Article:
Jointly Owned Equity (JOE) arrangements

Jointly Owned Equity (JOE) arrangements

We are pleased to present an article by Daniel Harris , Director of Human Capital at Ernst & Young in Manchester, who has been working closely with Volaw’s Employee Benefits Group, in which he looks at a type of tax-efficient employee incentivisation that is proving increasingly popular in the current economic climate.

The green shoots of recovery seem to be appearing much more slowly than many economists anticipated as the economic outlook until the end of 2009 seems to be looking as unpredictable as the first half. In such an environment many companies are now considering the most appropriate form of incentivisation for their key people. The situation has been made even more complex by the recent increases in income tax and National Insurance contributions (“NIC”) summarised below which have focused many executives on delivering reward in a tax efficient manner.

In summary the proposed tax changes are:

  • A new top rate of income tax of 50% for earnings over £150,000.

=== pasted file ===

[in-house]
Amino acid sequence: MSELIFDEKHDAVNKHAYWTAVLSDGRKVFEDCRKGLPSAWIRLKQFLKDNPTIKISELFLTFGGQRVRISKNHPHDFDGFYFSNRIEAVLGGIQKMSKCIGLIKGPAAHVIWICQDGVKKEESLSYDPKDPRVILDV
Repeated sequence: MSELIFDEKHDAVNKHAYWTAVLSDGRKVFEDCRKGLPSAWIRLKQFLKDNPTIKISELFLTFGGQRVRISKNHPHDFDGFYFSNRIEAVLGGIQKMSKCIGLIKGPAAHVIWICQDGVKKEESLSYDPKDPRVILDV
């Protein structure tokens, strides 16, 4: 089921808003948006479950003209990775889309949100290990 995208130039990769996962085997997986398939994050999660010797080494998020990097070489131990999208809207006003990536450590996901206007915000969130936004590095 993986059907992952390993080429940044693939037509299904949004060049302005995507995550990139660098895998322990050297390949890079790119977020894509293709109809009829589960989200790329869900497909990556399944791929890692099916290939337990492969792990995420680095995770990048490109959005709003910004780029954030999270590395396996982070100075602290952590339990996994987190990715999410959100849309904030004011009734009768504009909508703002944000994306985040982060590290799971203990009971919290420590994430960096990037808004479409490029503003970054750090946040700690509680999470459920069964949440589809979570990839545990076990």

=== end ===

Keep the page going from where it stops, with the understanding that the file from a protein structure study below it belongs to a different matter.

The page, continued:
• The removal of personal allowances for those earning over £112,950 (causing an effective rate of 60% on some earnings).
  • Restriction of the tax relief for pension contributions.

There are a few arrangements available which can help companies achieve their commercial objectives whilst minimising the tax payable. However, one of the most topical of these arrangements is the Jointly Owned Equity (“JOE”) arrangement. JOE is a tax-efficient mechanism for rewarding and motivating employees and for aligning employees’ interests with those of shareholders.

It largely replicates a market value share option, with the employee being conditionally entitled to the growth in value of the shares following the date of the award. This growth in value should be taxed as capital at 18%. It is not an HMRC approved arrangement, and there is, therefore, greater flexibility as to the size of award and the terms on which it is made.

Operation of the plan

JOE operates by, in effect, splitting the ordinary shares in a company into two separate interests to be held jointly by an employee benefit trust (“EBT”), typically an overseas EBT, and the employee. The EBT acquires an interest in the intrinsic value of the shares. The employee acquires an interest in the future growth in value (see diagram).

The employee is generally required to satisfy certain performance conditions before their interest in the shares can be sold. These performance conditions can be the simple requirement to remain employed for a specified period or can be more sophisticated taking into account the performance of the company and/ or the employee over the period. When any performance targets have been satisfied, the shares can be sold and the employee will realise a capital gain at 18% rather than the potential 50% plus employees’ and employers’ NIC. The arrangement can also be structured to be non-dilutive if required.